However, it is important to note too that the medieval architect’s preoccupation with ordered measurements was not at the expense of structural stability. Indeed, the use of proportion, mathematical ratio and geometry aided the stability and strength of the building, so that one sees in the Gothic cathedral a marriage of beautiful form and structural function, thus giving integrity – another ‘requirement of beauty – to the building. Hence Von Simson said that “architecture that is scientific and good must invariably be based on geometry; unless he obeys the laws of his discipline, the architect must surely fail… And it is taken for granted… that the stability and beauty of an edifice are not distinct values, that they do not obey different laws, but that, on the contrary, both are comprehended in the perfection of geometrical forms”. It may be that today we find the medieval ‘obsession’ with Pythagorean geometry and Platonic ideas of cosmic design and arrangement to be somewhat esoteric. However, one cannot argue that these buildings have stood the test of time, being both beautiful and fine structures, thus witnessing to the science, the recta ratio, right reasoning, indeed, that was the foundation of the architect’s art.
Metaphysics of Light
One of the major characteristics of the Gothic cathedral is its soaring height which, compared to the Romanesque church, is flooded with light, often mediated by beautiful stained glass windows aglow with colour. The Sainte Chapelle in Paris, and Chartres cathedral, are two of the most evocative Gothic churches on account of this ‘jewelled reliquary’ quality. St Thomas’ third ‘requirement’ of beauty is claritas, which he qualifies thus: “things are called beautiful which have a bright colour”. As such, Von Simson notes that for the medievals “stars, gold and precious stones are called beautiful because of this quality [of luminousity]”. However, these things are beautiful because of the way they reflect and refract light. Light is of great importance because it is linked to the central notion of vision; light enables us to perceive beauty, and even, in some sense, to see God. As St Thomas says: “corporeal light is necessary as regards external sight, inasmuch as it makes the medium actually transparent, and susceptible of colour”. The Angelic Doctor also says that, “The created light is necessary to see the essence of God, not in order to make the essence of God intelligible, which is of itself intelligible, but in order to enable the intellect to understand” and again, “This light is required to see the divine essence, not as a similitude in which God is seen, but as a perfection of the intellect, strengthening it to see God”. Indeed, Blessed Dionysius held that God himself was “an incomprehensible and inaccessible light” and that all creation is an act of divine illumination, so that all things participated in God’s light, and there was a hierarchy of perfection according to the illumination of the thing. Moreover, it seems that light was likened with being, so that for the Areopagite, “if light ceased to shine, all being would vanish into nothingness”. As such, light – who is God – was necessary for the order of the universe, and for its being.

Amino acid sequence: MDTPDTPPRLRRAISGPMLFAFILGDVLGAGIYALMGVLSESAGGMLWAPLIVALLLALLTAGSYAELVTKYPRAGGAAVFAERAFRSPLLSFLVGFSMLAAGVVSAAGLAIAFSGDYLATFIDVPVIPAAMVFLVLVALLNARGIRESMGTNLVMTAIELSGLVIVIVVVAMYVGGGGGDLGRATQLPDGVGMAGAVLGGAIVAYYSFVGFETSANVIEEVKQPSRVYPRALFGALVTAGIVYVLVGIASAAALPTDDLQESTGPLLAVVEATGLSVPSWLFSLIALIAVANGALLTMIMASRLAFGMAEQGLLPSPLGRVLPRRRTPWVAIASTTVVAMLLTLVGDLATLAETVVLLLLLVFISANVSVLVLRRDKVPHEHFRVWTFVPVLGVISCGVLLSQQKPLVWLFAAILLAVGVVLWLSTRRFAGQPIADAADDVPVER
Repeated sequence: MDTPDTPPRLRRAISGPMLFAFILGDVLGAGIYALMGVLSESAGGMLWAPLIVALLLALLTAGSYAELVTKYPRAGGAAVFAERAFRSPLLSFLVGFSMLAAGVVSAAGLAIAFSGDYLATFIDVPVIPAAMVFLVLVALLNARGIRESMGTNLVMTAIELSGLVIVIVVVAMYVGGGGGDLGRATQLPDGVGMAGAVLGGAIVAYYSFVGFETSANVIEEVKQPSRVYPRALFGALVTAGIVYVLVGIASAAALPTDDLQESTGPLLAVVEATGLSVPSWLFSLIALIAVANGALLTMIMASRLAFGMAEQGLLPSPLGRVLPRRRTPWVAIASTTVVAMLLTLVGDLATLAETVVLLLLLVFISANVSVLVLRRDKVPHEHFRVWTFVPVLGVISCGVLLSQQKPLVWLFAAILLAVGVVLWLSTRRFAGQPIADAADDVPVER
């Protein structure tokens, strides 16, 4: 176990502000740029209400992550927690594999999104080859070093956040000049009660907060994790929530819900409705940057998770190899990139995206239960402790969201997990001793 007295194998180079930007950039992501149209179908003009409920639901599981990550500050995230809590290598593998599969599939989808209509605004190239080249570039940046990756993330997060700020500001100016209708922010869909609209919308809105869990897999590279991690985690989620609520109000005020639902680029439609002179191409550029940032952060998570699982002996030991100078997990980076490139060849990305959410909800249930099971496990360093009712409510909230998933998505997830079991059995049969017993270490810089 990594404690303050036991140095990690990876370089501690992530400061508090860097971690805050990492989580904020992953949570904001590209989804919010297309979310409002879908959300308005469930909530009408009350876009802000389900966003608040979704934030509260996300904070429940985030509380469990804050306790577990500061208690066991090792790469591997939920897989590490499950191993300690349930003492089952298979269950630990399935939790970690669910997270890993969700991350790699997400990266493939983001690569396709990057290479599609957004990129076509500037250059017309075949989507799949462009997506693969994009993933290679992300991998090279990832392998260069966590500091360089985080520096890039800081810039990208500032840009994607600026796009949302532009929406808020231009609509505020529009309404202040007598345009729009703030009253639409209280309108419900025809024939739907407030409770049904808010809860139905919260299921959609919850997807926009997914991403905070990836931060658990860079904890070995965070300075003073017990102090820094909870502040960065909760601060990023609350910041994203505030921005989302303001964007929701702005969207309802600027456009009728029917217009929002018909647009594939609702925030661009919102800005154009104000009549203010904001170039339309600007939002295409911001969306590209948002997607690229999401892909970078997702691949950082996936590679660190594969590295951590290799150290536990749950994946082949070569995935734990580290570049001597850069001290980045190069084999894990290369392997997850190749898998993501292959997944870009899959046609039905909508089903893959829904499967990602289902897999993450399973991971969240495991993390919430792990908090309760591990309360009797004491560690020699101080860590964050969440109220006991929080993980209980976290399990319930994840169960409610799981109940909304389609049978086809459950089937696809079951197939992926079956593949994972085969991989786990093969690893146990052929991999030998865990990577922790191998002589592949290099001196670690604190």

Consequently people like Abbot Suger believed that created light was the best created symbol by which to see and know God, and so he proclaimed: “Bright is the noble edifice that is pervaded by the new light”. The lux nova is both Christ and the physical light that filled his new church, and its brightness is a reference to claritas, and so, to its beauty. Therefore, Von Simson says that “Light and luminous objects, no less than musical consonance, conveyed an insight into the perfection of the cosmos, and a divination of the Creator”. Given such a metaphysics of light, it is no wonder that the Gothic age developed an aesthetics of light that is most beautifully expressed in the Gothic cathedral, for it is by the latter that we come to experience the former. Or as Von Simson put it, “corporeal light [was an] ‘analogy’ to the divine light”. Light is thus a vital element in the Gothic worldview and vision, and it is characteristic of the symbol that is the Gothic cathedral.
Continued in part 4: the Rose Window & Conclusion